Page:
Which of the kernel features from 2.6.29+ do you absolutely need? Which of the features from Xorg 7.5?
guess what both my gentoo (stable) systems say?
so it would still run 9.3, even though one's got an nvidia GPU and one a HD5770!~> uname -a
Linux tubbook 2.6.28-gentoo-r5 #1 SMP Sun Apr 26 20:43:05 CEST 2009 x86_64 Intel
~> emerge -pv x11-base/xorg-x11
[ebuild R ] x11-base/xorg-x11-7.4-r1 0 kB
Maybe I was a bit lazy with the kernel upgrades, but it really shouldn't be a problem to echo '>=gentoo-sources-2.6.29' >>/etc/portage/package.mask and keep using fglrx for a while longer.
The decision to drop fglrx-support was made by the windows-guys, so the linux guys had two options:
a) invest additional work to maintain the older fglrx-versions a bit longer (without help from the windows driver team)
b) invest additional work to make the OS drivers appear faster.
They choose b), and I'm very happy that they did.
I completely agree with you, and I feel the same way when it comes to running a specialised closed-source application on a Free OS.Don't get me wrong, I am very much an advocat of open source, but the mere existence closed source software doesn't kill puppies
But when the closed source software allocates memory, manages hardware, reprograms the clocks and directly affects the ability of each and every Linux program to draw a pixel, then it's very close to killing puppies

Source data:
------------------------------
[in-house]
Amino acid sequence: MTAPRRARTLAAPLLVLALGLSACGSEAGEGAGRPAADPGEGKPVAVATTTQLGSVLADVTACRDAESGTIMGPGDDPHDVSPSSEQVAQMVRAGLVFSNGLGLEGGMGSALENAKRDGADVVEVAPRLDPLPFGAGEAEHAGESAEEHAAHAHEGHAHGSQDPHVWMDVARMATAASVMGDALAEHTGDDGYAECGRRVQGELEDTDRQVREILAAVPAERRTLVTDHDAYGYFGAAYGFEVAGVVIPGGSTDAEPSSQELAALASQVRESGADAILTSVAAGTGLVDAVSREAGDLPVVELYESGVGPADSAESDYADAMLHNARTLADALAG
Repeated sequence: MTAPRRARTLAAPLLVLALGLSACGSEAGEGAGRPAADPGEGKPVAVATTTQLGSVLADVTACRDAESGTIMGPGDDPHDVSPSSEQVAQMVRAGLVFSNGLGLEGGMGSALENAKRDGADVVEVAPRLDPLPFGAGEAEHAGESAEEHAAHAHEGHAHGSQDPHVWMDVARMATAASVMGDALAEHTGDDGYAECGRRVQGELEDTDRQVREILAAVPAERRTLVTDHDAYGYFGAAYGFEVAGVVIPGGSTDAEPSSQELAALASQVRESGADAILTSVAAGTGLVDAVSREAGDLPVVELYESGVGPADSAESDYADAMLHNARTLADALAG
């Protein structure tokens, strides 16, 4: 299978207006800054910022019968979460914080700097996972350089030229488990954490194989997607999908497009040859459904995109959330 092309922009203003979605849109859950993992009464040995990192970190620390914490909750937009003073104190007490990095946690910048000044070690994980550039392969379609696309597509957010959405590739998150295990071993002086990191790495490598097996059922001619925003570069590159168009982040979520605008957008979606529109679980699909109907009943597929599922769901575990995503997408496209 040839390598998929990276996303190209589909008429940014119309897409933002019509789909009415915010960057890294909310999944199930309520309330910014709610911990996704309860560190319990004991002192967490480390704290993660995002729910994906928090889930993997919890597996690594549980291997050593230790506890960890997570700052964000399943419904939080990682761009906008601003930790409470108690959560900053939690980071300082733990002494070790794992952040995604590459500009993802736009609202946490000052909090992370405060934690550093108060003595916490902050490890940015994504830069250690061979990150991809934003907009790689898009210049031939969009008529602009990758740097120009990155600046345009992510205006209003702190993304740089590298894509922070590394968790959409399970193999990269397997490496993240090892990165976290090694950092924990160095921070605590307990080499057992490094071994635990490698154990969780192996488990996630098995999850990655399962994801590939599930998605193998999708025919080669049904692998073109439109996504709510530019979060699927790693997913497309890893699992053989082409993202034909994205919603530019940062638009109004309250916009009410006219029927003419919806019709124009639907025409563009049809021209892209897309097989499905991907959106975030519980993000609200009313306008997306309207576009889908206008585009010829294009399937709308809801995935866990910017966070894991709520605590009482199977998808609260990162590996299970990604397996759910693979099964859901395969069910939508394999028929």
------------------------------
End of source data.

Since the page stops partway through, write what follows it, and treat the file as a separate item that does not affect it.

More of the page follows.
And for this reason I appreciate the open source efforts. True, dynamic powersaving (the static one has been available forever!) is taking its time, but this is also due to having to wait for the KMS infrastructure to mature. It's unfortunate, but if you're willing to get your hands dirty a bit and build from source, you'll be good to go.
It's replacing the bottom half of X, all of Mesa and the parts of the kernel which deal with memory management and the GPU (TTM/GEM, KMS, etc.)Therefore, a closed-source driver is not "replacing half of the linux ecosystem" but just supplying the necessary functionality to drive the hardware in question to a well defined, small subset of the system you are using.
So instead of running an open-source X server, and open-source OpenGL implementation and an open-source in-kernel memory manager, you are running a big fat blob.
Surely you see why many of us feel that this is very different from running Doom3 with user privileges on a Free OS?
the whole point of my rant was that i don't understand that *any* development time is spent on bringing open source support to anything that currently is still undet the scope of fglrx; either you guys drop fglrx altogheter or you quit duplicating efforts and get all of your open source developers to work on hardware which has been "deprecated".
You're only looking at it from your point of view and not ATI's. They're not duplicating effort. A lot of fglrx is code from the Windows Catalyst driver and some of ATI's customers need that driver.